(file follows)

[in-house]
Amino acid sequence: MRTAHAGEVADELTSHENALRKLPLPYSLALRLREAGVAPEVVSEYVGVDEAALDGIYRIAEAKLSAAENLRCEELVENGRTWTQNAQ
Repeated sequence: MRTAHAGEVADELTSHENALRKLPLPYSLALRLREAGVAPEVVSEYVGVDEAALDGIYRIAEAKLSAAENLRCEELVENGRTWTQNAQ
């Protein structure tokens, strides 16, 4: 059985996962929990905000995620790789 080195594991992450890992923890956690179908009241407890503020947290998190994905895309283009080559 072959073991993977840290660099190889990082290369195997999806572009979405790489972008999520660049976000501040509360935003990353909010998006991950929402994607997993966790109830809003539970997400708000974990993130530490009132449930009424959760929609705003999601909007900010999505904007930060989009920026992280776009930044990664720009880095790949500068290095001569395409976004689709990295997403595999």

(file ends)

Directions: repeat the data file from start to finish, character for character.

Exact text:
[in-house]
Amino acid sequence: MRTAHAGEVADELTSHENALRKLPLPYSLALRLREAGVAPEVVSEYVGVDEAALDGIYRIAEAKLSAAENLRCEELVENGRTWTQNAQ
Repeated sequence: MRTAHAGEVADELTSHENALRKLPLPYSLALRLREAGVAPEVVSEYVGVDEAALDGIYRIAEAKLSAAENLRCEELVENGRTWTQNAQ
């Protein structure tokens, strides 16, 4: 059985996962929990905000995620790789 080195594991992450890992923890956690179908009241407890503020947290998190994905895309283009080559 072959073991993977840290660099190889990082290369195997999806572009979405790489972008999520660049976000501040509360935003990353909010998006991950929402994607997993966790109830809003539970997400708000974990993130530490009132449930009424959760929609705003999601909007900010999505904007930060989009920026992280776009930044990664720009880095790949500068290095001569395409976004689709990295997403595999």